HERMOSA – The importance of the San Juan River and its riparian corridor to the cultural and spiritual practices of the Navajo Nation came into perspective Tuesday night as three members of the tribe described their efforts to overcome the lingering damage caused by the Gold King Mine spill.
A contingent of Navajo tribal members spent the first day of a two-day tour exploring the headwaters of the Animas River, the main tributary of the San Juan River, and the abandoned mines around Silverton. The old mines would be the source of the problems that led to the August 2015 spill that sent 3-million gallons of heavy-metal-laced mine waste down the Animas a century after the heyday of mining in the San Juan Mountains.
“Water is more than a physical entity. It is a matter of spirituality, a mater of culture. We give our prayers to the water,” said Duane “Chili” Yazzie, president of the Shiprock chapter of the Navajo Nation, speaking to a crowd of more than 100 people gathered Tuesday night at the Animas Valley Grange.
Subsistence farmers lost 75 percent of their crops in 2015, and only 10 percent of farmers planted in 2016, Yazzie said. “Hopefully, this year more returned,” he said, noting the important role of farming in the tribe’s spiritual and cultural practices.
Karletta Chief, a Navajo tribal member who is an assistant professor in the Department of Soil and Water at the University of Arizona, said the spill was measured by government agencies as a blow to economic activity such as recreation, but it took input from Native American communities to bring home to government agencies the spiritual, cultural and lifestyle impacts damaged in their communities. Cultural, spiritual and lifestyle harms caused by the spill could not be fully captured measuring solely economic data, she said.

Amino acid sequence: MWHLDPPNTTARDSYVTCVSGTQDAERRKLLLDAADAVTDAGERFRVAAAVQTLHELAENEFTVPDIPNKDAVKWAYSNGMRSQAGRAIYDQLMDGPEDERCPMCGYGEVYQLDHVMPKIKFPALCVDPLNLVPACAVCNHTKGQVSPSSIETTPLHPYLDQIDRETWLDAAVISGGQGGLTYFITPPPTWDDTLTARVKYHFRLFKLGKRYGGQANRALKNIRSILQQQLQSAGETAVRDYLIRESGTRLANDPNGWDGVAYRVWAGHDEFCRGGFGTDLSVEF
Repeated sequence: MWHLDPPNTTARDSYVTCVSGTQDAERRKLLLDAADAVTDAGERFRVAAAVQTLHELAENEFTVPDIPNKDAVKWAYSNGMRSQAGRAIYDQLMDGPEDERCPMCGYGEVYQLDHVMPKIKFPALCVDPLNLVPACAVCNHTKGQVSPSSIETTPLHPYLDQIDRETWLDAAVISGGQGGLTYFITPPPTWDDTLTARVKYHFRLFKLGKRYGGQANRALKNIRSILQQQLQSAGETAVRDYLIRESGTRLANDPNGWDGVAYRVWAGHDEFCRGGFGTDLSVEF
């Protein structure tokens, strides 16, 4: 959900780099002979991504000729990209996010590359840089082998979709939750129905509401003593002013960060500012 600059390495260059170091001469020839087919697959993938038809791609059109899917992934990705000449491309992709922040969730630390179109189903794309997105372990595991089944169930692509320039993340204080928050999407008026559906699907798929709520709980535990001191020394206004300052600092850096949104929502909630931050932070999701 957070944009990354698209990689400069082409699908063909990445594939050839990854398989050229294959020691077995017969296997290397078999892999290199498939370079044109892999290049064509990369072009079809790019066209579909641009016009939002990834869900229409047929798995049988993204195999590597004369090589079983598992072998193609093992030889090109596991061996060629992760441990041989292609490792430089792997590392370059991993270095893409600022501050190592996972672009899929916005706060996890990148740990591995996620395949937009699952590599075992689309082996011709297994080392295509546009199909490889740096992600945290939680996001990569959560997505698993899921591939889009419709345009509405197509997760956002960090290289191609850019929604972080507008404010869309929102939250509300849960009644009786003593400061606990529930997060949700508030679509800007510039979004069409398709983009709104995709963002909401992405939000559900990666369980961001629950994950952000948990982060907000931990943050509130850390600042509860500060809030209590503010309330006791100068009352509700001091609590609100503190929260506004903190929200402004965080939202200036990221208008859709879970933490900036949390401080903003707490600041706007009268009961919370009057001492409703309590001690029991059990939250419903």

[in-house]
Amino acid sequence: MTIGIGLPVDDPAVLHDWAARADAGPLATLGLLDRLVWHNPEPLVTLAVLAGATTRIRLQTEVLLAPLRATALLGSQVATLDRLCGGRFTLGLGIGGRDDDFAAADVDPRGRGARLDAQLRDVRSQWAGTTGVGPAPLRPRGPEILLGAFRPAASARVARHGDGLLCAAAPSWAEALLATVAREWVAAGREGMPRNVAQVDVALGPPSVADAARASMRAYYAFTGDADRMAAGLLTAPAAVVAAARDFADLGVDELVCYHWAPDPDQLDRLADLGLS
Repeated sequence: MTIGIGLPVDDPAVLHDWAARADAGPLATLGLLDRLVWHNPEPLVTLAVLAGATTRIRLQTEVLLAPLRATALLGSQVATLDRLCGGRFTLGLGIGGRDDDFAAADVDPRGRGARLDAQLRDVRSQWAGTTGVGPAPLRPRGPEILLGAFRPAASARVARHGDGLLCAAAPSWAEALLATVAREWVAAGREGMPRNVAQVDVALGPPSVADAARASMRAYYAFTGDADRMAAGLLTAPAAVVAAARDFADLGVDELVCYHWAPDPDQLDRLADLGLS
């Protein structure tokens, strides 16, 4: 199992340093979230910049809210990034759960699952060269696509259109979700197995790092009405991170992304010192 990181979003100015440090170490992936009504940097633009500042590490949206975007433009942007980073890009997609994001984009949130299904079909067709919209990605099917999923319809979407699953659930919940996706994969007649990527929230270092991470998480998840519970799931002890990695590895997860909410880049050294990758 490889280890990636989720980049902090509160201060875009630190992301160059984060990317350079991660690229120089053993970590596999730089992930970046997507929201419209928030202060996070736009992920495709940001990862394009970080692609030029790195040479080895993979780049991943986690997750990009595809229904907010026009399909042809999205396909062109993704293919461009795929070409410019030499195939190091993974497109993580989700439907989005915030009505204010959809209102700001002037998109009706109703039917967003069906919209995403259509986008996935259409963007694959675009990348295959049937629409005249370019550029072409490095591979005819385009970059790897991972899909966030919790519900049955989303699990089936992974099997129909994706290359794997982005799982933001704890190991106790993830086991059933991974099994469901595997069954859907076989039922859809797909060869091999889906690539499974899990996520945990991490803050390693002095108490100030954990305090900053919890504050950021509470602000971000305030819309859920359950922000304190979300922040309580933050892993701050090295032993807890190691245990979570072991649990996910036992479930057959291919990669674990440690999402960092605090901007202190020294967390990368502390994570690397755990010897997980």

“We identified some 400 unique ways we use the San Juan River and the riparian corridor,” she said.
Janene Yazzie, who lives along the Arizona-New Mexico border, away from the San Juan River, said she had been studying the long-term effects of the Church Rock uranium mill spill, a breach of a mill tailings dam that sent 90-million gallons of acidic, radioactive tailings solution flowing down the Rio Puerco in New Mexico in July 1979, and cites lessons from that episode to caution against a belief that long-term harm will not be a problem from the Gold King Mine spill.
Decades after the Church Rock spill, she said two times the acceptable level of uranium was found in area wells, including wells that serve two schools where Janene Yazzie and her daughter both attended.
Like the Church Rock spill, Janene Yazzie said the Gold King Mine spill was a “traumatic event that destroyed the way we live with the land and disturbed our subsistence agricultural practices.”
The importance of the past two days of visits by members of the Navajo Nation to the Animas River Valley, Janene Yazzie said, was to build relationships, networks and communication among all the communities dependent on the Animas and San Juan river basins.
“This is an evolution of a human-based movement for a more sustainable better future. We’re not that much different from what’s happening in Flint, Michigan, and in communities in New York and Pennsylvania impacted by fracking,” she said.